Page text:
10:30 a.m. - Make second cup of tea.

10:35 a.m. - Start revising again -- this is the last set of revisions I have to implement for the current draft of AP, from David Moles. Great great great comments, so helpful! Make mental note to coerce David into critiquing all my work in future.

11:05 a.m. - Pause to collect and reheat forgotten tea from kitchen counter. Unload dishwasher while I'm up. Realize what time it is and go upstairs to rouse Kevin out of bed.

11:15 a.m. - Back to revising. It's slow going, because I have to actually think about a lot of David's comments. But good.

12:45 p.m. - Finished with David's comments! Dangit -- he only read the first half of what I've written. Must go pester him to read the rest. Although maybe I'll wait until I have a full draft. Mostly worked solidly for the last two hours, with only brief breaks to chat with folks, nibble a snack, etc. Productive work so far -- BUT -- no new material drafted yet. In theory, this is all stuff I could've done while watching Kavi. (Well, implementing David's revisions took a fair bit of thought, so that might've had to be done during naptime. Hmmm....) Must do better this afternoon. But I'm not all caught up with comments on AP, so at least for this book, there's nothing to do but go forward with new writing...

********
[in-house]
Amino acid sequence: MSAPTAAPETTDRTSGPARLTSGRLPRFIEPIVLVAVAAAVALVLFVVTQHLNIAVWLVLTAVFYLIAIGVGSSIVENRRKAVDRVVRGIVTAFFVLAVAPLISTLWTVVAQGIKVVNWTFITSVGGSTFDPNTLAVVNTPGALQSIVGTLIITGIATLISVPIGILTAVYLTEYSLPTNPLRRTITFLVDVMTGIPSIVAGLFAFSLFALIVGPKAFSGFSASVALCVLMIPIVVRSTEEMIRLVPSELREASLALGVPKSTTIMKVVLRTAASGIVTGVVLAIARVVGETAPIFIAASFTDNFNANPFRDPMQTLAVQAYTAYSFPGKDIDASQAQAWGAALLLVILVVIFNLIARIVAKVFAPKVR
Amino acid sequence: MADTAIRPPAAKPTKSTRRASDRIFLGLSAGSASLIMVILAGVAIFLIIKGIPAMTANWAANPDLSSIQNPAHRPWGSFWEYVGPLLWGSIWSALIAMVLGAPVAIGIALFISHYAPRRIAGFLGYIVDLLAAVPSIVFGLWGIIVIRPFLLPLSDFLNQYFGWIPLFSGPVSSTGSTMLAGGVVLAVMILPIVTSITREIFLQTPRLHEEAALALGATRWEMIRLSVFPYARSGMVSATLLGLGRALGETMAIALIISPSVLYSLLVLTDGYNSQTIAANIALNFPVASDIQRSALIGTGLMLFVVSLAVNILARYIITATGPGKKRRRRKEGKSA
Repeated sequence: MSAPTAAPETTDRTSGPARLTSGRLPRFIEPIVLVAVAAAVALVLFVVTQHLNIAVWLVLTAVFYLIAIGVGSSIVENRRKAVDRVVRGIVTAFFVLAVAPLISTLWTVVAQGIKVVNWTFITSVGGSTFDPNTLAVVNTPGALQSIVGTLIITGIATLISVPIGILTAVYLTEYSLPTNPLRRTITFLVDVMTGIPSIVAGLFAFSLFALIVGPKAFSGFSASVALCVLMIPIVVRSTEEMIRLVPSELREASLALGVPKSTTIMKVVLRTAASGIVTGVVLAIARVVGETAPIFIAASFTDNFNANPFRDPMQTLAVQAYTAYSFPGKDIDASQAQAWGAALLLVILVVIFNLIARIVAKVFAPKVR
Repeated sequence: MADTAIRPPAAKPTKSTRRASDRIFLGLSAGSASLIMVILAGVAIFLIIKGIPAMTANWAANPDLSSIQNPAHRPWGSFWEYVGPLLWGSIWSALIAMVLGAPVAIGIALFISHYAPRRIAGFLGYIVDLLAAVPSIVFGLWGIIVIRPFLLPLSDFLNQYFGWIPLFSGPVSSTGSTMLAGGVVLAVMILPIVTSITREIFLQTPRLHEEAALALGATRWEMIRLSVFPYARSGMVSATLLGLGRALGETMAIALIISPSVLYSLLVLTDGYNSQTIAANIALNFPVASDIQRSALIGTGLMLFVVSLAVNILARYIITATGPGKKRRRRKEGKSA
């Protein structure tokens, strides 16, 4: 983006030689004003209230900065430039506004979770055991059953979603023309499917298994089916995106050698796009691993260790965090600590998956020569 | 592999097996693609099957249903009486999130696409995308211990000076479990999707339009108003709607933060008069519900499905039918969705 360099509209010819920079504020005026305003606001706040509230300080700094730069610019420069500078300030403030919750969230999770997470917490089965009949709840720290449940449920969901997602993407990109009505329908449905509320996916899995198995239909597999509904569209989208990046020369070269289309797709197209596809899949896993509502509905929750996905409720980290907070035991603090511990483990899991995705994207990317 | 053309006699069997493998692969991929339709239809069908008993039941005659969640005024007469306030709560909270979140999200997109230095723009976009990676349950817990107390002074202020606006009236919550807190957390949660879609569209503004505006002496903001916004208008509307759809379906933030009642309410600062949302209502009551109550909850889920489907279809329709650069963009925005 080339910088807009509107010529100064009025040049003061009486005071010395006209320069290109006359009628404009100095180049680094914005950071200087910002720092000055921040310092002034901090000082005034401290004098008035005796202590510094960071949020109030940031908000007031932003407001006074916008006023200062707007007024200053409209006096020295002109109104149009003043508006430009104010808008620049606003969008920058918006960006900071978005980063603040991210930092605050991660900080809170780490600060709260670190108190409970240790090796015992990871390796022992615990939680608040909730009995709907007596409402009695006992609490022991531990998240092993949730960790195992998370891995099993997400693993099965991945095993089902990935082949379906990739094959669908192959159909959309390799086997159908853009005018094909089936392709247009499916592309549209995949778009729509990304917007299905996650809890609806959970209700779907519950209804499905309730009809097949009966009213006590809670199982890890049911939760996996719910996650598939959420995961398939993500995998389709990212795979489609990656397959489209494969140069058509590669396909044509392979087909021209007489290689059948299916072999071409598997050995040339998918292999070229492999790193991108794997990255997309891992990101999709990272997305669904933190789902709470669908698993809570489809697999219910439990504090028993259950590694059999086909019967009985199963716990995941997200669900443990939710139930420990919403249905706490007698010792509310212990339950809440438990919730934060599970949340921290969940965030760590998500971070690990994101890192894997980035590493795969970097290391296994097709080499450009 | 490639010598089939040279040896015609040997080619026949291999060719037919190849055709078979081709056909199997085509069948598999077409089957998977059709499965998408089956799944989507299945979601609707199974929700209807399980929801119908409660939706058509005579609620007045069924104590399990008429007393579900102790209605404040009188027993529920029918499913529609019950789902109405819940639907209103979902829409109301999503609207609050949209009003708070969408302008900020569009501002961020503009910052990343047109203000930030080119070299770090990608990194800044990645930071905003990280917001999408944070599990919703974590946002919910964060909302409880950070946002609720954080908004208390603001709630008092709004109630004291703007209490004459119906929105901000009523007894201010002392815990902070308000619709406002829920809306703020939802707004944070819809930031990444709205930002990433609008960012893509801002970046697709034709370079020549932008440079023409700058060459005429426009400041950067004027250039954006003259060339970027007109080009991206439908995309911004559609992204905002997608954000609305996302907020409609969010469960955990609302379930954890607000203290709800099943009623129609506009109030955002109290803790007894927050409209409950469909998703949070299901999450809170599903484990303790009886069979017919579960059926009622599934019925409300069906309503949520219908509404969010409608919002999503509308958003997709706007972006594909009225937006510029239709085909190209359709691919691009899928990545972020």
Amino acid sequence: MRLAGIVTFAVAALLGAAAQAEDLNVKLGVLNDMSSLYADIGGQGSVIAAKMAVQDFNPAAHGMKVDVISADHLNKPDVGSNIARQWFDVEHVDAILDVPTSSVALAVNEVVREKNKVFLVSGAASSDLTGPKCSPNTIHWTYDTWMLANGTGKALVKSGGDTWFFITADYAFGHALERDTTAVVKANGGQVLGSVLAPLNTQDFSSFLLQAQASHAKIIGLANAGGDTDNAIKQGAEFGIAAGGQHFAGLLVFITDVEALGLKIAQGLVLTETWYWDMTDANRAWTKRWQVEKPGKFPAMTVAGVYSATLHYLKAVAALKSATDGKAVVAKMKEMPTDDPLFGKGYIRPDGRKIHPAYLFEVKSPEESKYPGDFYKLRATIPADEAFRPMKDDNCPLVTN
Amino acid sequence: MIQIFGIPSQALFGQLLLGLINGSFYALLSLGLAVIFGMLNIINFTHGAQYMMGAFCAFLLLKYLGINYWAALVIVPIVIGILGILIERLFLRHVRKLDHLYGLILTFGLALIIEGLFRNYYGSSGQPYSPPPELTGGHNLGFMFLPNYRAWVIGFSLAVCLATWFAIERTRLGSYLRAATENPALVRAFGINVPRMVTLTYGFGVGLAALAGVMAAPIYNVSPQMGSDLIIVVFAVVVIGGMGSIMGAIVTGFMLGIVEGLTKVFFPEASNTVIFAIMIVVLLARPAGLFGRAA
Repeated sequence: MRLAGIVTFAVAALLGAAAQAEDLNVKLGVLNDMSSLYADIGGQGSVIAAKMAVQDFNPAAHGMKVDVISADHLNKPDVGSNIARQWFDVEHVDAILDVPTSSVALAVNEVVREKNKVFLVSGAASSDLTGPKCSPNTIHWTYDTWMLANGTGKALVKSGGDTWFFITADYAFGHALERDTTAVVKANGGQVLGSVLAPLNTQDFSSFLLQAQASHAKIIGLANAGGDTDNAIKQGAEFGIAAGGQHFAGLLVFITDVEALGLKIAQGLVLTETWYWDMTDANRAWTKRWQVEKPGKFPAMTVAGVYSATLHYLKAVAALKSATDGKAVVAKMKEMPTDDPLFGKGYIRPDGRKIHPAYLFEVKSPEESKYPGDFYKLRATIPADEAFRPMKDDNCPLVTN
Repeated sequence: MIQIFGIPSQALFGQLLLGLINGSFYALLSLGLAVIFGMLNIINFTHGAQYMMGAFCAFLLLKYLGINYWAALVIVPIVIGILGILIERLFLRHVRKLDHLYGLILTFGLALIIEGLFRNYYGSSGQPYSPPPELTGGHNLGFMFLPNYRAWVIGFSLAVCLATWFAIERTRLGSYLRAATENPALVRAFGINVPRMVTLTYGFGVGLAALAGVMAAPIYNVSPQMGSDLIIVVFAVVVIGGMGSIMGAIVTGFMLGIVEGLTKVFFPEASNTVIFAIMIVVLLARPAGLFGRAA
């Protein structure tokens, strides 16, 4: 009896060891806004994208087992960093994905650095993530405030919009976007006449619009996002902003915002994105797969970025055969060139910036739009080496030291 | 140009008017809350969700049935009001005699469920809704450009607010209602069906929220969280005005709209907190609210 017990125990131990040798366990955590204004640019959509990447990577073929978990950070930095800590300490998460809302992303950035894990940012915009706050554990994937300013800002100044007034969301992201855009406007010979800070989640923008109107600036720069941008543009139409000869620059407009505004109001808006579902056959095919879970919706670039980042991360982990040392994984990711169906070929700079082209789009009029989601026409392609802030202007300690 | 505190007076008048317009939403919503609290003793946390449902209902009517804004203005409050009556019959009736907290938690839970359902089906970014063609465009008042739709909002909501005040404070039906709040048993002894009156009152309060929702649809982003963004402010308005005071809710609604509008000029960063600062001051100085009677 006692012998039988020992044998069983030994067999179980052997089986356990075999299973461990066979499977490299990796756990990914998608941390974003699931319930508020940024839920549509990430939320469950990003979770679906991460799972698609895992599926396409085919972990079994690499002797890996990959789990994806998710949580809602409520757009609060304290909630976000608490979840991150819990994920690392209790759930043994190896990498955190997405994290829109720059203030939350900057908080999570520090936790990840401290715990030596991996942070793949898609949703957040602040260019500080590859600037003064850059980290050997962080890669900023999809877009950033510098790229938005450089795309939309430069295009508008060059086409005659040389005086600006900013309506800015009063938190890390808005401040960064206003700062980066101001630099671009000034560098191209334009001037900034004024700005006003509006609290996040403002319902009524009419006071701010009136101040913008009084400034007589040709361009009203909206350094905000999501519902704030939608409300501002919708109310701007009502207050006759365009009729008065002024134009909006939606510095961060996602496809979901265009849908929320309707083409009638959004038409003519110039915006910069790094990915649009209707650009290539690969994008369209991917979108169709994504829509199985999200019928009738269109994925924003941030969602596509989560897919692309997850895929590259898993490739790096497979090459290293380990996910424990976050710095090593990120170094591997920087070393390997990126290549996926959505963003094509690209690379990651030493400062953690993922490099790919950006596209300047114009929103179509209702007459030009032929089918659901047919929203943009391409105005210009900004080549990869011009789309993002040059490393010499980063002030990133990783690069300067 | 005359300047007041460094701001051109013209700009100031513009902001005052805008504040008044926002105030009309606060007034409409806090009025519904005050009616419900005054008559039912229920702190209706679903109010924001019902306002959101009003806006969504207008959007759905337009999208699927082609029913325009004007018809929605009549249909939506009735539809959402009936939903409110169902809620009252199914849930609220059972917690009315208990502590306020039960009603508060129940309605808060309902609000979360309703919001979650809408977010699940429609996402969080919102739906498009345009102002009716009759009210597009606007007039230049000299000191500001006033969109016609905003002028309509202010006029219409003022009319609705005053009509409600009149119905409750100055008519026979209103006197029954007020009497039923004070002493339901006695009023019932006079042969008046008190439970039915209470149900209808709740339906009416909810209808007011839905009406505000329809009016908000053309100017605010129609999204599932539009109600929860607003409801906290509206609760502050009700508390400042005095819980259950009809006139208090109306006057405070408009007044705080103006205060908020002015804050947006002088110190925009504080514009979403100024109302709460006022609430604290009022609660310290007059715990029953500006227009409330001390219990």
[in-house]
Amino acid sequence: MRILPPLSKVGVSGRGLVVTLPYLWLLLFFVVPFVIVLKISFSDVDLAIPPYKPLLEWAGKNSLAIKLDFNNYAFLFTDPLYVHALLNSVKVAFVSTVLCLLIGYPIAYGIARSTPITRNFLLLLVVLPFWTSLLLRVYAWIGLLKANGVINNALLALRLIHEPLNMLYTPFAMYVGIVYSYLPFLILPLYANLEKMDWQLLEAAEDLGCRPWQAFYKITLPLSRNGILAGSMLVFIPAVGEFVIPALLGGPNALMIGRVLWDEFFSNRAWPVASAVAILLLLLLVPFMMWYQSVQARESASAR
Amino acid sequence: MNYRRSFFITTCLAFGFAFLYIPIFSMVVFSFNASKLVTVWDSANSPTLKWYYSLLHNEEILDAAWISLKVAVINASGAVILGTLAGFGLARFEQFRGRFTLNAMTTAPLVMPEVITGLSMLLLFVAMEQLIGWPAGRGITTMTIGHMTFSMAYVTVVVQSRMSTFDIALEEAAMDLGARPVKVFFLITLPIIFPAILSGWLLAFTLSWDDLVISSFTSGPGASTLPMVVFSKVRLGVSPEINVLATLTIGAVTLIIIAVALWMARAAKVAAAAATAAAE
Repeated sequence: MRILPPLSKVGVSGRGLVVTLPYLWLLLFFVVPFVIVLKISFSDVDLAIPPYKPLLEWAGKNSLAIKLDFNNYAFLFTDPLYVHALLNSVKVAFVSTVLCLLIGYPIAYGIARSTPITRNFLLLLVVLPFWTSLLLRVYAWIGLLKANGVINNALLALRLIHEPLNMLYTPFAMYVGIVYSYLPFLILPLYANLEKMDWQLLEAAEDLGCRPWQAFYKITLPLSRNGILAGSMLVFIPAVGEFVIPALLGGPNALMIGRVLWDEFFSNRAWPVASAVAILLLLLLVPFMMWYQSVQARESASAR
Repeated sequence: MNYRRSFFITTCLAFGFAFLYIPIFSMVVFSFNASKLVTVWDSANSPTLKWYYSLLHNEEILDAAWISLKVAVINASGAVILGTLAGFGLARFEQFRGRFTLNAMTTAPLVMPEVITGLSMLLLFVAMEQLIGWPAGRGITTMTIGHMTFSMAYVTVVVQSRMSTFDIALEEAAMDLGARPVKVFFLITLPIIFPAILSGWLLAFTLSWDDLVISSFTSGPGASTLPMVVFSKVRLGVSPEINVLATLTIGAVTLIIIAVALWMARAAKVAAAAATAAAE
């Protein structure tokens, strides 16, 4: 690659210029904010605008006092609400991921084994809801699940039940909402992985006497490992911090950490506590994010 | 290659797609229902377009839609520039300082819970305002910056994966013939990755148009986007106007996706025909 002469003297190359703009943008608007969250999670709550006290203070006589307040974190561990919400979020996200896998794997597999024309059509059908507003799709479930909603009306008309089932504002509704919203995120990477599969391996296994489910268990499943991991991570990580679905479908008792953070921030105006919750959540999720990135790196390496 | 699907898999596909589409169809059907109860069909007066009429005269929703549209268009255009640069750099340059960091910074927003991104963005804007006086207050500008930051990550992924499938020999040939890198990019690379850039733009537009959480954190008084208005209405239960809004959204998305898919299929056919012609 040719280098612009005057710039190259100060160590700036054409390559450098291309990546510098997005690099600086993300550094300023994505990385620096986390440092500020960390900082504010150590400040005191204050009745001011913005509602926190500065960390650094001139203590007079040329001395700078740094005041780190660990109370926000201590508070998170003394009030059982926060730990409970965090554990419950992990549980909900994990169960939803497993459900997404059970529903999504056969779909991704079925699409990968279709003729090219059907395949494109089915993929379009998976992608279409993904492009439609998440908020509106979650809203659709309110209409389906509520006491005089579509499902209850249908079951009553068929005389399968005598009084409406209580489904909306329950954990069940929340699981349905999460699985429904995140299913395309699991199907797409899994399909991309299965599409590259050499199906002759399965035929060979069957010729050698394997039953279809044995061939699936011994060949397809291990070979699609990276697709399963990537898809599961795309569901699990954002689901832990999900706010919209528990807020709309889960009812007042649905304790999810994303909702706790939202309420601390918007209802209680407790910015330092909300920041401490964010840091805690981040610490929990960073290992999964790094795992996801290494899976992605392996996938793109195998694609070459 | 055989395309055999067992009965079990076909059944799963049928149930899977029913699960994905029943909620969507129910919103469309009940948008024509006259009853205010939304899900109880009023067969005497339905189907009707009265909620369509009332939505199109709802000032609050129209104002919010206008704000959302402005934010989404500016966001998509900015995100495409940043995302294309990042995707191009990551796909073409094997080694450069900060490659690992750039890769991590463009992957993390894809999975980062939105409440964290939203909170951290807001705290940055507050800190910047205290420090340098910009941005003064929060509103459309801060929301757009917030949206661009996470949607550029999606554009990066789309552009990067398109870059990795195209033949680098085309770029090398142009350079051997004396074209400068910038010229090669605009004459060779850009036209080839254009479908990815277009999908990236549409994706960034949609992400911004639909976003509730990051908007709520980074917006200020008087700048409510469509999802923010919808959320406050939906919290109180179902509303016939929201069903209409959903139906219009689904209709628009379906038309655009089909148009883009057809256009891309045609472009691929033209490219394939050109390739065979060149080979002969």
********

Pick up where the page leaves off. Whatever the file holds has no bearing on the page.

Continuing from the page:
1:00 p.m. - Go upstairs to finally shower and dress, fall asleep. Sleep for an hour and a half. This is another thing I can't do while watching Kavi, so I suppose it's not a bad use of babysitting time.

2:30 p.m. - Third cup of tea, and finally start actually writing. Draft chapter 11, 1340 words. Kind of pathetic word count for eight hours of babysitting, but hey, I started and finished a section, so that's something! And some new words are better than no new words.

4:00 p.m. - Feel like it's too late to start another section, since Melissa is leaving in half an hour. Instead, will call her agency and see if I can get the finances sorted out; it's all a little unclear to me.

4:30 p.m. - Melissa leaves, but Kavi went down for her afternoon nap at 3:30 and is still napping, so I take the opportunity to clean the kitchen and sweep the floors while watching House.

5:30 p.m. - Still napping! Usually 2 hrs is the max, but maybe she got tired out playing so actively with Melissa. Start organizing desk, prepping for meeting this evening (a new DesiLit volunteer, Neil, is coming over to take the tapes and photos off my hands, so he can edit them and get them up on the site; I promised to feed him rice and curry, so I'm going to make some fish saag to go with Kev's lamb vindaloo).